Stock Injection in the Paulson Plan…
October 5, 2008
In this lively NPR podcast (see player under photo of archer) Adam Davidson discusses the Paulson Plan with, host, Ira Glass in response to a plea from a listener: ‘Please help me understand if I should support the bailout’.
They being by discussing the problem of pricing the toxic mortgage backed assets for sale to the government. The argument is that intervention engenders more uncertainty in the markets since it is not known how the government will determine prices.
But soon they switch to to a discussion of a plan called a ‘stock injection plan’ contrasting it to the Paulson Plan. Instead of just giving 700$ billion to the banks in exchange for lousy securities, stock injection means that the government would receive preferred stock: the tax payer would be the last ones to lose money if the value of the banks declined. According to the informal poll by these journalists, this is the option overwhelmingly supported by economists.
This smells of socialism to conservative Republicans, but it also rubs banks the wrong way. They suggest that thousands of lobbyists have been hired to refute the idea of a stock injection plan.
The kicker is that according to these commentators, there is subtle language in the bills that passed in both the house and senate that makes stock injection as an option that can be employed at the discretion of the treasury secretary.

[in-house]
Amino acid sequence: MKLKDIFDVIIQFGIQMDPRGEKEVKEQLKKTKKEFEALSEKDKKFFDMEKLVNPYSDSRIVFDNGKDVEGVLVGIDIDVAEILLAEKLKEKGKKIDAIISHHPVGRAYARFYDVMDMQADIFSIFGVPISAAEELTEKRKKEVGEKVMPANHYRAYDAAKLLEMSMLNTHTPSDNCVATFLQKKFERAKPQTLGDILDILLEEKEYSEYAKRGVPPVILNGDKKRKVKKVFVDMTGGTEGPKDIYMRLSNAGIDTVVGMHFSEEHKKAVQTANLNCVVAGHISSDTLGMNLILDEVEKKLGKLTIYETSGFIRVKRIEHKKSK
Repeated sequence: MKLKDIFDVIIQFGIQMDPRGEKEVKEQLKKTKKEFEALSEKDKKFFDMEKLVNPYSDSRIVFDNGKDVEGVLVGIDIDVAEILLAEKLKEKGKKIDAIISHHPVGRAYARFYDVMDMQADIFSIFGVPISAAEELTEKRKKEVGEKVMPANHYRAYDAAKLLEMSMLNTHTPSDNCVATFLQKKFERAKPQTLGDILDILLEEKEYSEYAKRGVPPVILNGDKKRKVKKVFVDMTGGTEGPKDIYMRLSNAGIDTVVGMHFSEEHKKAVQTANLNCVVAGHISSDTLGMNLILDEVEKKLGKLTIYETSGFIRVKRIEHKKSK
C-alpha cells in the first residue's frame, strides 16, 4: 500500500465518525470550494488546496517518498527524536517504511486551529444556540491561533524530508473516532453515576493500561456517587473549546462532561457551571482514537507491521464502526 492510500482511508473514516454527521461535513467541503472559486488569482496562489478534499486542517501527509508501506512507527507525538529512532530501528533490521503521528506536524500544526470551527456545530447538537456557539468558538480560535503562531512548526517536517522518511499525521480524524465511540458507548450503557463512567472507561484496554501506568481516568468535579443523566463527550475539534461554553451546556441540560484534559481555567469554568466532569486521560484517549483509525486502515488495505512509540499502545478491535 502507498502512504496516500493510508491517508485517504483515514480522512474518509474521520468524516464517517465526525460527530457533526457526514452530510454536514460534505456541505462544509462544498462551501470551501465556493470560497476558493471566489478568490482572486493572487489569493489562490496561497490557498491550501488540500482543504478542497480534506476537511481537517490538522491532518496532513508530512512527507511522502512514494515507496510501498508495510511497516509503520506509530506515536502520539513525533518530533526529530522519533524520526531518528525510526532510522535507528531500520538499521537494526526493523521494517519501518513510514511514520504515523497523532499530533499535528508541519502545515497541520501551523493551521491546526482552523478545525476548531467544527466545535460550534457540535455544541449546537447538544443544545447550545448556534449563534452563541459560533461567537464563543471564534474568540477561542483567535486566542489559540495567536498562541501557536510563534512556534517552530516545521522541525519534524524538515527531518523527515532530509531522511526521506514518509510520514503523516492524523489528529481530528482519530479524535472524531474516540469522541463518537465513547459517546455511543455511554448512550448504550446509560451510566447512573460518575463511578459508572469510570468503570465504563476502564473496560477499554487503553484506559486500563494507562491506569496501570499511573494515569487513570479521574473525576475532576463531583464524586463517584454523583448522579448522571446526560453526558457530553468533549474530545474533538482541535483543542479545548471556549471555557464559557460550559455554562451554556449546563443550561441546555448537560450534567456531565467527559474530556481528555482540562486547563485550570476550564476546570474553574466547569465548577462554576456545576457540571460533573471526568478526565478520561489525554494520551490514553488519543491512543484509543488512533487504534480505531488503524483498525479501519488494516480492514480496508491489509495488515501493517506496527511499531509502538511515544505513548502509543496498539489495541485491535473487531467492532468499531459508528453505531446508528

To see for yourself, the full senate bill can be viewed here (*Note the deep expression of disapproval from ‘constitutent’ comments on this site). NPR host Laura Conway has identified the following as the relevant passage:
IN GENERAL.The Secretary may not purchase, or make any commitment to purchase, any troubled asset under the authority of this Act, unless the Secretary receives from the financial institution from which such assets are to be purchased
1. in the case of a financial institution, the securities of which are traded on a national securities exchange, a warrant giving the right to the Secretary to receive nonvoting common stock or preferred stock in such financial institution, or voting stock with respect to which, the Secretary agrees not to exercise voting power, as the Secretary determines appropriate; or
2.in the case of any financial institution other than one described in subparagraph (A), a warrant for common or preferred stock, or a senior debt instrument from such financial institution, as described in paragraph (2)(C).